How PopBangColour creates art using remote-control cars
See how one of the car world's most recognisable artists gets his hands dirty to produce
Ian Cook, AKA PopBangColour, creates arguably some of the most recognisable car artworks in the world, using tiny toy cars as his brushes. But what goes into each of his creations? I went to his studio to find out. And, erm, get my Morgan immortalised on canvas.
It always starts with a source image
Ian’s works aren’t products of an overactive imagination. Commissions tend to be based on a picture that already exists. Ian and his client will talk about what the artwork will be based on, whether it needs some light tweaking (flipped, lightened, etc) before a final call on what Ian will actually be creating. For Ian’s performance art he’ll give his social media followers a choice of a few images to recreate and go with the flow. Whether you’re a private client or a member of the public looking to watch something cool, Ian takes care of you.
[Full disclosure: I commissioned Ian to paint my car because after knowing him for a decade I thought it was finally time to get one of my own!]
Getting the lines right
The image, now selected, needs to be drawn. These things aren’t simply conjured from memory. Instead, using the original as a reference, Ian creates a line drawing on canvas in pencil, and if required ahead of the main event, he’ll ink the outlines. This leaves him with a perfect outline to follow for the final work.
Colour matching is important, so Ian’ll make sure that the finished piece will actually look like the thing it’s supposed to look like. This means experimenting with different paints and inks until the colour is just so.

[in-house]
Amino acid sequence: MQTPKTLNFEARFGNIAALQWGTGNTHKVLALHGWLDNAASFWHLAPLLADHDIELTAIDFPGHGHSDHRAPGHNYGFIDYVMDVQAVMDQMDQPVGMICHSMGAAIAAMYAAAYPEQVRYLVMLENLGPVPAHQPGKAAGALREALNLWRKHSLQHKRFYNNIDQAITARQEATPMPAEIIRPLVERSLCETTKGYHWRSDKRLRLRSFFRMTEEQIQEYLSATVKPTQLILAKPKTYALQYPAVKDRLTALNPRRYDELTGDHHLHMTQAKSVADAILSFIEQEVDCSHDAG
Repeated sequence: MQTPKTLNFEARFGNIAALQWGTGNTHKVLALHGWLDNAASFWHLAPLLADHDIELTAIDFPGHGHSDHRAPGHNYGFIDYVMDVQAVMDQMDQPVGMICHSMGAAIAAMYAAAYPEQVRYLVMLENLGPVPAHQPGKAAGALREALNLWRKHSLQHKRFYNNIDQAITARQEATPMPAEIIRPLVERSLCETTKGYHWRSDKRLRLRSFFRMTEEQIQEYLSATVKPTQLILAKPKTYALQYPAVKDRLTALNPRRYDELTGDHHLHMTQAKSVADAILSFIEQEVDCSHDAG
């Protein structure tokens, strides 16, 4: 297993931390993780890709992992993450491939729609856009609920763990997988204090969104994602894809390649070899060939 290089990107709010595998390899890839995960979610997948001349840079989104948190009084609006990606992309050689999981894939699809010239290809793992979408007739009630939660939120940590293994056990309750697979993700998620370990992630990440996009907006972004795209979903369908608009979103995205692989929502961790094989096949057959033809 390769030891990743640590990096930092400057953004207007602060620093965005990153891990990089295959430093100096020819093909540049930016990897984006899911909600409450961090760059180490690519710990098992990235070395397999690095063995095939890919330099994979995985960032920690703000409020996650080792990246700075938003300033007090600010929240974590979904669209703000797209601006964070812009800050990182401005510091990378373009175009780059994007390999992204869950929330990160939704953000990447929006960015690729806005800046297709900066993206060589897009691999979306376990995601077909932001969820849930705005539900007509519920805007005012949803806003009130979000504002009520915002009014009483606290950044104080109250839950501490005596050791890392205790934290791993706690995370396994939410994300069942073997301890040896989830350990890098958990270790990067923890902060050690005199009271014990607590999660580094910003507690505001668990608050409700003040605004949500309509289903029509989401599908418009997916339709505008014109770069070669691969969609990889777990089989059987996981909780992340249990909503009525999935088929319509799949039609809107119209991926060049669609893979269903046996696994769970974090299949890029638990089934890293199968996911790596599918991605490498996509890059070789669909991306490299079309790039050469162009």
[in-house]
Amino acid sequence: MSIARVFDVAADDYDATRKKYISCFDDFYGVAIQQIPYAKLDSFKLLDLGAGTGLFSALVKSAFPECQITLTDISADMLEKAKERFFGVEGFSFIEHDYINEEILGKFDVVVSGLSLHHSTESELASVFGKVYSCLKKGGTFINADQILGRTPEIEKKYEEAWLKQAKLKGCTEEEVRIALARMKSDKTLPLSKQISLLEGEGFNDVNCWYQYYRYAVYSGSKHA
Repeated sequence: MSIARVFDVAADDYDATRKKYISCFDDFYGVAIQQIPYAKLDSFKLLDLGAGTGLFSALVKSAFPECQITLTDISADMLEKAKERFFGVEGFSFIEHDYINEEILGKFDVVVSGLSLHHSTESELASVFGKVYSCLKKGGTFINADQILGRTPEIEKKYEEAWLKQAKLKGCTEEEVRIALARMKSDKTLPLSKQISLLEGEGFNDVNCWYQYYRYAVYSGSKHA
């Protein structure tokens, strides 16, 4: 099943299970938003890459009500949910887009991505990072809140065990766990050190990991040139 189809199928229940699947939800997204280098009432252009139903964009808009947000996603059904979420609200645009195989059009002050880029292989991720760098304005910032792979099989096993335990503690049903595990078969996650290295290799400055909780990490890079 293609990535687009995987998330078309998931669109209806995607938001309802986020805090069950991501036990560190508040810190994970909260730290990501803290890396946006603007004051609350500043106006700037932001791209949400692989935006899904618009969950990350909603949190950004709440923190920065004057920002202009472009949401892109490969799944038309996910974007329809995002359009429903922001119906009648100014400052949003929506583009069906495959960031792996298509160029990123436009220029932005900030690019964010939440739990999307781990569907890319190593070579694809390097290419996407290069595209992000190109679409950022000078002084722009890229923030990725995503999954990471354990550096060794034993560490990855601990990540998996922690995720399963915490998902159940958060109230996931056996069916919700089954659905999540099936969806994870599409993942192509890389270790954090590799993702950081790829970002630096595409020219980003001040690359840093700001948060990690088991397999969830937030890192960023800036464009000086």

This is here purely because Mike Fernie will get excited about it
The cars aren't ready for paint just yet…
With an outline hot to trot and all the right colours lined up and ready to go, it’s time to get ‘er set up. This means either readying his Coventry-based studio with the right inks and paints for the job, or packing up his life in to his van and setting up his mobile PopBang Colour gazebo-cum-studio at whichever event he’s creating at. Goodwood, Le Mans, WEC – even F1. Ian’s been there, and painted at it.
Images decided, outlines done, paints chosen, and studio readied – it's time to get messy. Ian chooses where to start, using the original image as a reference and lobs globs of paint down on the canvas. Colours mix in huge wads, waiting to be attacked by his epic collection of radio controlled cars.
Choose your tools carefully
Ian’s paintbrushes come in all shapes and sizes. From Caterhams to G Wagens to ambulances (with a really loud siren) to teeny tiny single tyres, pretty much every base is covered. Each R/C car is placed roof down to make sure his brushes don’t scatter when he prods a controller – all of his cars run on one of two frequencies and each time he prods one of the controllers he keeps to do his work, he sets off a cacophony of radio controlled tyres. It’s a haunting noise.
Keep it in the lines. Ish.
Once Ian’s selected his brush, he’ll get to work on the paint. For finer work he’ll use a smaller car, sometimes just one wheel at a time to get the detail just so. For larger areas he can bring out his noisy ambulance. However, the glory of his work is that if there’s an extra line here and there it adds to the piece, rather than detracts from it.
It's harder than it looks
Ian’s had 10 years to refine his art. Take a look through his back catalogue and you’ll see how his style has evolved. He used to create the front end of a car with minimal background, now it’s all about angles, intricate detail, and all the drama you could possibly want. This doesn’t happen overnight. While there he let me have a go on a part that was a) easy to fix and b) difficult to get wrong. The angles required to achieve the right look aren’t obvious if you don’t know what you’re doing (or, in my case, anything about art).
Enjoy the show
Here’s the thing about Ian’s work – it’s a performance. His work is stellar to see finished, sure, but watching him work is a joy. The Morgan Three Wheeler he was painting while I went to see him started the day as an ink outline, six hours later it was done. At no point during the day were my eyes off Ian and his work. Watching something spring up from nothing was a treat to behold. Though I did wonder how his knees were holding up after a few hours on his hands and knees…
If you want a slice of Ian’s work of your own, head to popbangcolour.com.